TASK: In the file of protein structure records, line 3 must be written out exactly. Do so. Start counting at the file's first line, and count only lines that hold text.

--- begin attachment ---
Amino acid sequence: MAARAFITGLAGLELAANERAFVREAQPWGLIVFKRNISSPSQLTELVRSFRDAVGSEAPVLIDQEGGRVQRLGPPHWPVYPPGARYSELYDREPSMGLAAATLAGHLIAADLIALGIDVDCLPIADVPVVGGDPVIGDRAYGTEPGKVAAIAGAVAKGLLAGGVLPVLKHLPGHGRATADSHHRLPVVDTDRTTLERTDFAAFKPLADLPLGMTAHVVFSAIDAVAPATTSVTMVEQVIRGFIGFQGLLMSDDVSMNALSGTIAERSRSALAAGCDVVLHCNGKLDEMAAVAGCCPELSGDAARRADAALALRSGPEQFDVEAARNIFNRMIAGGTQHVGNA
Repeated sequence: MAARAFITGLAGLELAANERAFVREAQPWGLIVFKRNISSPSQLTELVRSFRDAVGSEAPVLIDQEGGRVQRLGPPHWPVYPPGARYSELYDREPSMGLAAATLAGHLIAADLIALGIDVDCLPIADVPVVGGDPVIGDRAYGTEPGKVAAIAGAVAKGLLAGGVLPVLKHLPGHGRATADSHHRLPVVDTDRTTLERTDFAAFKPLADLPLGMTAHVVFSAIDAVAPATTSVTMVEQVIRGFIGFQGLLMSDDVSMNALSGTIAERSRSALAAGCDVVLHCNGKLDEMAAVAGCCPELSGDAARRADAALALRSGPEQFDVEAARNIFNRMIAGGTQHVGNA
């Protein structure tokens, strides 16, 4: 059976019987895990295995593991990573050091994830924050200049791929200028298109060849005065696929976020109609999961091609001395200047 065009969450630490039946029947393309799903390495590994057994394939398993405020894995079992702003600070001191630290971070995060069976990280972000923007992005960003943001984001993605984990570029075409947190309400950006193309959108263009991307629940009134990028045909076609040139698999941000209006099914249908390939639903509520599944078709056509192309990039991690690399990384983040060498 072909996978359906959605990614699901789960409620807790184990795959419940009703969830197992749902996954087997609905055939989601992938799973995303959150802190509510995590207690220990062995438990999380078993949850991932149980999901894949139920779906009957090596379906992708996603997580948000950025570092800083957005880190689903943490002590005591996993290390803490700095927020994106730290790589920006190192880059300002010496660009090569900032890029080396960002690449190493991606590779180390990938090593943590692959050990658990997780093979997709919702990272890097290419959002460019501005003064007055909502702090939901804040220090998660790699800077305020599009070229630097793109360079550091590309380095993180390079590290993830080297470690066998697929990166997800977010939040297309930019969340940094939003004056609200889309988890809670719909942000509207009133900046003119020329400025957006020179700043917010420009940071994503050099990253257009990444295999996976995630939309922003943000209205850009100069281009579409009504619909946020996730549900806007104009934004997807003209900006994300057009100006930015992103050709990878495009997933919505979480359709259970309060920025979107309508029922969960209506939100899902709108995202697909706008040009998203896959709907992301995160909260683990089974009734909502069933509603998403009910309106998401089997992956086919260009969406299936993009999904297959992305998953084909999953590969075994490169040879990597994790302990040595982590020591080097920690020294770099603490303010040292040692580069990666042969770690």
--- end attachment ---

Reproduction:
């Protein structure tokens, strides 16, 4: 059976019987895990295995593991990573050091994830924050200049791929200028298109060849005065696929976020109609999961091609001395200047 065009969450630490039946029947393309799903390495590994057994394939398993405020894995079992702003600070001191630290971070995060069976990280972000923007992005960003943001984001993605984990570029075409947190309400950006193309959108263009991307629940009134990028045909076609040139698999941000209006099914249908390939639903509520599944078709056509192309990039991690690399990384983040060498 072909996978359906959605990614699901789960409620807790184990795959419940009703969830197992749902996954087997609905055939989601992938799973995303959150802190509510995590207690220990062995438990999380078993949850991932149980999901894949139920779906009957090596379906992708996603997580948000950025570092800083957005880190689903943490002590005591996993290390803490700095927020994106730290790589920006190192880059300002010496660009090569900032890029080396960002690449190493991606590779180390990938090593943590692959050990658990997780093979997709919702990272890097290419959002460019501005003064007055909502702090939901804040220090998660790699800077305020599009070229630097793109360079550091590309380095993180390079590290993830080297470690066998697929990166997800977010939040297309930019969340940094939003004056609200889309988890809670719909942000509207009133900046003119020329400025957006020179700043917010420009940071994503050099990253257009990444295999996976995630939309922003943000209205850009100069281009579409009504619909946020996730549900806007104009934004997807003209900006994300057009100006930015992103050709990878495009997933919505979480359709259970309060920025979107309508029922969960209506939100899902709108995202697909706008040009998203896959709907992301995160909260683990089974009734909502069933509603998403009910309106998401089997992956086919260009969406299936993009999904297959992305998953084909999953590969075994490169040879990597994790302990040595982590020591080097920690020294770099603490303010040292040692580069990666042969770690």